About 50 law students and faculty gathered on the steps of the Yale Law School Tuesday afternoon to reaffirm to U.S. Department of Defense recruiters — and the rest of the University — that they stand by the school’s decades-old non-discrimination recruitment policy.
The rally marked the 25th anniversary of the policy, which Yale suspended in 2002 to allow military recruiters on campus after the Defense Department threatened to cut over $300 million in federal funding. The University had prevented the Judge Advocate General recruiters from participating in the Law School’s interviewing program because the military’s “Don’t Ask, Don’t Tell” policy on sexual orientation did not comply with the University’s non-discrimination recruitment policy.
Law School Dean Harold Koh, who was the main speaker at the mid-day rally, said the school remains committed to its non-discrimination policy.
“They were saying that if we didn’t support this discrimination against our students that they would cut off our funding,” Koh said. “They would cut off their nose to spite their face.”
Last fall, Yale law students and faculty filed separate lawsuits against the Defense Department arguing that the Solomon Amendment, which requires colleges to allow the military on campus to recruit in order to maintain federal funding, is unconstitutional.
“I’m proud to say that the battle to save our non-discrimination policy continues and we will not be silenced,” said Alexandros Zervos LAW ’05, co-chair of OutLaws, the Gay and Lesbian Student Association, which is a plaintiff in the student lawsuit. “We will continue to protest.”
Though the lawsuits are still pending in a state court, the Defense Department is showing no sign of changing its position.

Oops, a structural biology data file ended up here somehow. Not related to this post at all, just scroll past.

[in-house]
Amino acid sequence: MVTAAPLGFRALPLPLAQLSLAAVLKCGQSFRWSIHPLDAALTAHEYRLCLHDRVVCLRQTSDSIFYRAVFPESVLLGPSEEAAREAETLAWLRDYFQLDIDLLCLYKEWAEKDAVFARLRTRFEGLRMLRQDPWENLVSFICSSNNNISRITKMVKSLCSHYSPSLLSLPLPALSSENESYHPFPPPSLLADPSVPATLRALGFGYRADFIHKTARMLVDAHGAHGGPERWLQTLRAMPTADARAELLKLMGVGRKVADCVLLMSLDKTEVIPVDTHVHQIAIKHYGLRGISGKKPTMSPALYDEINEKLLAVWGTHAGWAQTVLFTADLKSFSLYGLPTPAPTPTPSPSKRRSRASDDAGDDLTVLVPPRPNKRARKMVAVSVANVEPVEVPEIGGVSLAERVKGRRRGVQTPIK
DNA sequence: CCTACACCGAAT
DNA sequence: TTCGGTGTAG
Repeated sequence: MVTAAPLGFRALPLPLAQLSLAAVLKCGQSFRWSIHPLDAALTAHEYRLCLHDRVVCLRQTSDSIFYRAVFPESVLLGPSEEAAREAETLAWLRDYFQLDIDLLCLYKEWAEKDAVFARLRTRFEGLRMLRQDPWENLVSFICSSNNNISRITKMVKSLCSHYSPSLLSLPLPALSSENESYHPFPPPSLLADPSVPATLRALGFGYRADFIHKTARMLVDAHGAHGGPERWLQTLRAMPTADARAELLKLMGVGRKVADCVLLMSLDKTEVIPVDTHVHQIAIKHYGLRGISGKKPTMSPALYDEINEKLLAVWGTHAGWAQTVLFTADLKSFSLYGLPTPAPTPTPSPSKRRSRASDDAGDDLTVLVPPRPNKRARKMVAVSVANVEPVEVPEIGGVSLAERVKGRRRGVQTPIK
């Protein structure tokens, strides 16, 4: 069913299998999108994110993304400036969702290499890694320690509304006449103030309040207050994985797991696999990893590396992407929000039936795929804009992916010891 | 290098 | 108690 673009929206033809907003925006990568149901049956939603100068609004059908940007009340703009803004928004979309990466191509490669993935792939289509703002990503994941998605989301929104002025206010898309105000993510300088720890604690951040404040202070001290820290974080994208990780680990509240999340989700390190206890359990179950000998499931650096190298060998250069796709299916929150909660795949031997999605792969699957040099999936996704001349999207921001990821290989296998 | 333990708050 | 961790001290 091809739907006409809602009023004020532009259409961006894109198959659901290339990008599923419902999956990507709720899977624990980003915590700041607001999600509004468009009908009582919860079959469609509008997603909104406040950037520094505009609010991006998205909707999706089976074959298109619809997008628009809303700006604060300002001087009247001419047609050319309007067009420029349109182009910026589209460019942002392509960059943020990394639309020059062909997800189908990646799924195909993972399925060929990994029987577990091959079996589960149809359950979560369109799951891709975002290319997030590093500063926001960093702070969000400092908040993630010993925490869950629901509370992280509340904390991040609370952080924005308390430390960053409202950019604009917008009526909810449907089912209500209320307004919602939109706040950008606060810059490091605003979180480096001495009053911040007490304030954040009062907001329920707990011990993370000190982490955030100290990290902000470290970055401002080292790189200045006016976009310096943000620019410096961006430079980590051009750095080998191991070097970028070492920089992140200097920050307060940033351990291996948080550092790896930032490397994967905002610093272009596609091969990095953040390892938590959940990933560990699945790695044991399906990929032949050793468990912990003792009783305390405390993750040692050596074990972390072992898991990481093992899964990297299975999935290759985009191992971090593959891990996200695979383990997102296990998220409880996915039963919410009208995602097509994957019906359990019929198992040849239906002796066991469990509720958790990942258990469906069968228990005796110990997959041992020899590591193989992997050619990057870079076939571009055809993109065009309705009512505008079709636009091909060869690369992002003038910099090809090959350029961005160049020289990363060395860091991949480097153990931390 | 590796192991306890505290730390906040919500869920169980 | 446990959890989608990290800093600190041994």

“All the department is asking for is an opportunity to come on campus like any other organization that is looking to hire talented individuals into its pool,” a Defense Department spokesperson, who did not give his name, said Tuesday. “We’re asking for an equal seat at the table along with any organization.”
Koh said at the rally that the University’s history of protesting against injustices is strong, and said he and the rest of the faculty plan to continue fighting for the reinstatement of the policy.
“Our faculty recently affirmed that we unanimously believe the government policy is not necessary, not wise and not legal,” Koh said. “We love our country, we respect our military, but we are part of a community about excellence, humanity and quality of treatment– Our commitment will continue until those who come to our school asking students to work for them will treat them equally.”
Zervos praised the faculty for their support and involvement and noted that Koh’s participation has been crucial.
“The hallmark of our struggle is the close relationship between faculty and students,” Zervos said.
Janna Freed LAW ’06, a rally organizer and a member of Yale’s Student/Faculty Alliance for Military Equality, or SAME, said she was pleased to see so many professors at the rally.
“There’s a reason the word faculty is in our name,” Freed said.
Freed said that because the policy has been suspended for three years, only the third-year law students can remember when it was intact.
“The point of the rally is to broadcast to people that the nondiscrimination policy has included sexual orientation for many years,” she said. “We value it, and we think it’s something worth hanging on to.”
Zervos said he hopes the protest also catches the attention of other students on campus.
“I hope it will provide energy beyond the Law School community to the broader Yale community and that they’ll join the Law School in this fight,” Zervos said.
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